The New Digital Age

  • Eric Schmidt and Jared Cohen
  • Knopf
  • 336 pp.
  • Reviewed by
  • May 17, 2013

In this “guide” to the future of technology the authors forecast a human existence of constant connectedness and deepening dependence on the cloud.

Tech executives are relentlessly optimistic. Give them five minutes, and they’ll fill your ear with all the ways in which the next iPhone or a new website will change the course of human history for the better. This ferocious cheer stems (at least in part) from a need for self-validation — if their latest bit of software isn’t going to change the world, then what’s the point of the all-nighters, the stomach-churning tension, the creeping unease that they’ve burned the best years of their lives designing an app that can, with the unerring precision of the latest technology, find the nearest pizza place that specializes in gluten-free?

Eric Schmidt and Jared Cohen’s The New Digital Age elevates that optimism to global scale. Schmidt is executive chairman of Google and served as the search engine giant’s CEO from 2001 to 2011; Jared Cohen is director of Google Ideas and Adjunct Senior Fellow at the Council on Foreign Relations. Throughout this breezily written volume, the two devote their considerable brainpower (supplemented with ideas from a variety of luminaries, including Henry Kissinger and WikiLeaks co-founder Julian Assange) to describing how a more pervasive Internet (and associated hardware) will change everything from identity and citizenship to war and terrorism over the next few decades. 

In an utterly unsurprising twist for two people who help run Google, Schmidt and Cohen suggest that “soon everyone on Earth will be connected” to the Internet, with most of them accessing data via mobile phones rather than desktops or laptops. “As people come online, they will quite suddenly have access to almost all the world’s information in one place in their own language,” they write — nor does the evolution stop there. Over the next few decades, technology (especially information management) will reach the point where robots and mobile devices will largely eliminate life’s smaller burdens, making us more effective thinkers and doers in the process. 

On a governmental level, increased access to data and social networks will allow opposition groups to overthrow oppressive regimes; give terrorists and criminals the ability to engage in “identity kidnappings” and other bits of hilarity; and create easy-to-use pipelines for concerned citizens to micro-fund charities. And those are just a few examples. Schmidt and Cohen believe in a future that looks like something out of a Ray Bradbury novel, and that vision isn’t necessarily misplaced; to someone living in the 19th century, the technology we take for granted today would literally be something out of science fiction.    

Even as Schmidt and Cohen paint this future with particular vividness, they duck many of the thorny questions that always come with new technology. For example, they repeatedly suggest that online data is largely immune from deletion, which will drive individuals and governments to take increasingly drastic steps to protect sensitive information; they never bother to discuss whether such deletions are possible, much less preferable under certain circumstances. Then again, if people could delete data and reduce the size of their online presence, that might rob certain tech companies of valuable ad revenue, wouldn’t it?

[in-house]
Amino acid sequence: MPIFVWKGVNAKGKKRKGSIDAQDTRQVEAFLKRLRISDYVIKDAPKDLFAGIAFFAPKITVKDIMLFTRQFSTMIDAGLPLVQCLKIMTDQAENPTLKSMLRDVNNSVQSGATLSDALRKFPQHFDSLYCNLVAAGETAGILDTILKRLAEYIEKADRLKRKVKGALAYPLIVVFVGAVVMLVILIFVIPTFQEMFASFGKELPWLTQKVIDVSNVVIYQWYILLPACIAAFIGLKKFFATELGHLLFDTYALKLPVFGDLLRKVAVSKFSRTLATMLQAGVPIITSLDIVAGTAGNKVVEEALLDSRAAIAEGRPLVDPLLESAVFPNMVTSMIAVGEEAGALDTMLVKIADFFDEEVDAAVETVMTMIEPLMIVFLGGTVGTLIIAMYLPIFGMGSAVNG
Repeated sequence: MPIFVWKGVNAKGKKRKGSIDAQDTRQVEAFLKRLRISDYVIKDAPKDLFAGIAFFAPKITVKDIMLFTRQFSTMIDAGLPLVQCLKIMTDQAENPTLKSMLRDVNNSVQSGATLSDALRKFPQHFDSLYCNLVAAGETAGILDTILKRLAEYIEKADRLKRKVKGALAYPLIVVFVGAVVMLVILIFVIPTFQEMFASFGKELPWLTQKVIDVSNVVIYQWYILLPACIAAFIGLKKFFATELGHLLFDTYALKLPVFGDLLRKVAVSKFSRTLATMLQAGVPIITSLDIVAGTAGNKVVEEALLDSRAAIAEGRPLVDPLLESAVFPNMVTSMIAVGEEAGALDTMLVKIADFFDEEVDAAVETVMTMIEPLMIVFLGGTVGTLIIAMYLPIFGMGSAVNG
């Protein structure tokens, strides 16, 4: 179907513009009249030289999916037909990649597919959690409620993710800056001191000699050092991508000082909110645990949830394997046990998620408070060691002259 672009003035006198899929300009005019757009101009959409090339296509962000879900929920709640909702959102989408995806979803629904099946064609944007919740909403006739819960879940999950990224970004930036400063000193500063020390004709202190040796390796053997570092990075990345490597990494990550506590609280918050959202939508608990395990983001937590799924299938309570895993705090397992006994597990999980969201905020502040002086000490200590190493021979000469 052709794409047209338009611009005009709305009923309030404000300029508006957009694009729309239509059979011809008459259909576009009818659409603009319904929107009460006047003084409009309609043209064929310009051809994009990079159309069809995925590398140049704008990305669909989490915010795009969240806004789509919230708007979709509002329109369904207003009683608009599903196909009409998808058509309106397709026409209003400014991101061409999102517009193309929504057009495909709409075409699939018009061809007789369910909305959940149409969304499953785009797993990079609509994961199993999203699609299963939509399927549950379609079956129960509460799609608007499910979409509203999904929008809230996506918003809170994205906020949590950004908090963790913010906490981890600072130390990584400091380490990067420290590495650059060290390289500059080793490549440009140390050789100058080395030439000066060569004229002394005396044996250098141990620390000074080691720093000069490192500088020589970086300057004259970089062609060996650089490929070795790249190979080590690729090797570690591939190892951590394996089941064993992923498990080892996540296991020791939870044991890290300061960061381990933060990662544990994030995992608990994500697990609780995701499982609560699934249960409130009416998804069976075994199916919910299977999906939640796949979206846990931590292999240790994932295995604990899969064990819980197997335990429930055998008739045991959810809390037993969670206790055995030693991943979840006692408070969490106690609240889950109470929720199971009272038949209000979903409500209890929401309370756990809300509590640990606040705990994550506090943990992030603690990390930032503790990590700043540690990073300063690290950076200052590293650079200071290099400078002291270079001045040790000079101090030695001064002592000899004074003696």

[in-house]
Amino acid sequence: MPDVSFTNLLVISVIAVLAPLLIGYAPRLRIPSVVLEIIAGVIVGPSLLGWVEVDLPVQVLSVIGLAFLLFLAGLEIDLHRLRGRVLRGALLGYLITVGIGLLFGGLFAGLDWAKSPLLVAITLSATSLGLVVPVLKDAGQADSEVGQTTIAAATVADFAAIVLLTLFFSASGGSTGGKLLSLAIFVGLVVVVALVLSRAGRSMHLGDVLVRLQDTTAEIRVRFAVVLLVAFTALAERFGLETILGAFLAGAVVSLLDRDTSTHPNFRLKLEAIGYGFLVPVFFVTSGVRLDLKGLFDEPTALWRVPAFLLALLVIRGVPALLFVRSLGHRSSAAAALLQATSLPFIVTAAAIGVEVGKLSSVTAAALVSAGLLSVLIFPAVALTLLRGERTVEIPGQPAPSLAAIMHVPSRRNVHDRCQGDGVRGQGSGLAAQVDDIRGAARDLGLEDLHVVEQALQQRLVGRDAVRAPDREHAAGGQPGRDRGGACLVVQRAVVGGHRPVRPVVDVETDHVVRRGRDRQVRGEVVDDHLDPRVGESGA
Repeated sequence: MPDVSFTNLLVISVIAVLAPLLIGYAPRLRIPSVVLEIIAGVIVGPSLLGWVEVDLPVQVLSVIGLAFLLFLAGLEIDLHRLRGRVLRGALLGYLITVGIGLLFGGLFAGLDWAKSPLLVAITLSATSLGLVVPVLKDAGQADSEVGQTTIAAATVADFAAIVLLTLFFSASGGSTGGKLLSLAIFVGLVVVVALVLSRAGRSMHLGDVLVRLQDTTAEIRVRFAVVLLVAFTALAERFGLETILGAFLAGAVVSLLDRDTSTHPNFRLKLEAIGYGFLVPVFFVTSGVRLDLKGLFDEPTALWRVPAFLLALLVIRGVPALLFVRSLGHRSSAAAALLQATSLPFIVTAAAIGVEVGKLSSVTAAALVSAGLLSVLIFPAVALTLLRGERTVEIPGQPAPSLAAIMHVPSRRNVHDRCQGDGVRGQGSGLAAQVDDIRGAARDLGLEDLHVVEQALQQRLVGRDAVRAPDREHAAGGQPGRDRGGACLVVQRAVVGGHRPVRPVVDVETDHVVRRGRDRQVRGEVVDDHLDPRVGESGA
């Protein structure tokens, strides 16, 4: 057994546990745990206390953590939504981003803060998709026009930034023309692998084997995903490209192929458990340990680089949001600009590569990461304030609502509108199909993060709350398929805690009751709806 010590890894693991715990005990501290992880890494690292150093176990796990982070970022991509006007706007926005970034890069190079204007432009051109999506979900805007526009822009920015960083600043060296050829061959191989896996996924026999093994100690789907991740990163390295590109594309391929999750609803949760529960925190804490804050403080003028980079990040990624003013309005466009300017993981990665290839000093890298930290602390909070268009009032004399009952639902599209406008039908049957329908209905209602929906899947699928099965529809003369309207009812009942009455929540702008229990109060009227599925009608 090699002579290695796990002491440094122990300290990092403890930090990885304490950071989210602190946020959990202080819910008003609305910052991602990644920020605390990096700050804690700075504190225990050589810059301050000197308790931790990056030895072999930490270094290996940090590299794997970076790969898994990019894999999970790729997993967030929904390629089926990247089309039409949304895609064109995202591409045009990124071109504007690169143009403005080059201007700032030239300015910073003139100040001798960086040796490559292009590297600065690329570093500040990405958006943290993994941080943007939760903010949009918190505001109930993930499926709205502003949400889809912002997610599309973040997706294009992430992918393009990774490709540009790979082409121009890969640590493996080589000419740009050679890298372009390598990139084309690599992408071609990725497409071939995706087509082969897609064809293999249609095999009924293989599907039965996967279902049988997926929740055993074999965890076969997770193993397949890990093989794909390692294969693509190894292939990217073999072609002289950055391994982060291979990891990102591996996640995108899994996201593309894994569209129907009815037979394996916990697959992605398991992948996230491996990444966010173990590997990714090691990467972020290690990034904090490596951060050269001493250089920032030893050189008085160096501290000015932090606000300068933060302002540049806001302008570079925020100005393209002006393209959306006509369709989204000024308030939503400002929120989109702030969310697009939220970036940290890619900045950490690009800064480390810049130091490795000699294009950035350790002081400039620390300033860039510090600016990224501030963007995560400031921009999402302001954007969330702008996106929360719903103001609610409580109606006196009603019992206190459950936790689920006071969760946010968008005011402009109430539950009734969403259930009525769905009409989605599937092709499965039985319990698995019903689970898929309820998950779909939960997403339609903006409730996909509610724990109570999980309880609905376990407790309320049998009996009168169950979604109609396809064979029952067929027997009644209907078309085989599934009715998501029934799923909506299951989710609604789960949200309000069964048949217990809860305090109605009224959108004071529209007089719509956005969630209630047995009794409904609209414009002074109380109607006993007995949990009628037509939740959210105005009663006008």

In a similar vein, the two advocate backing up whole governments online. “Virtual institutions will exist in parallel with their physical counterparts and serve as a backup in times of need,” they write. “Instead of having a physical building for a ministry, where all records are kept and services rendered, that information will be digitized and stored in the cloud.” Yes, but which private firms will build that infrastructure for those governments? Will any government really trust a company with all its citizens’ information? What if an opposition party seizes control of those digital assets?

At every prediction throughout the book, questions like these abound, only to remain unexplored. To their credit, Schmidt and Cohen don’t present the future as an endless utopia delivered to us by technology — and in any case, more than enough of that sentiment comes from Singularity advocates, who believe that increasingly self-aware computers will eventually do away with those pesky little problems like human mortality. Nonetheless, the duo is endlessly positive about technology’s impact on the world: even military drones get something of a thumbs-up. (“The public will react favorably to the reduced lethality of drone warfare,” they write at one point — not a sentiment likely shared by many people in Yemen.) 

By the end of the book, you believe that mobile phones and the Internet can make the future better for the majority — but you also can’t shake the sense that, no matter what the year, life will continue as messily as ever.

Nick Kolakowski is an editor at Slashdot. His work has appeared in The Washington Post, McSweeney’s, The Evergreen Review, Satellite Magazine, Carrier Pigeon, and Washington City Paper. His first book, a work of comedic nonfiction titled How to Become an Intellectual, was published by Adams Media in 2012.

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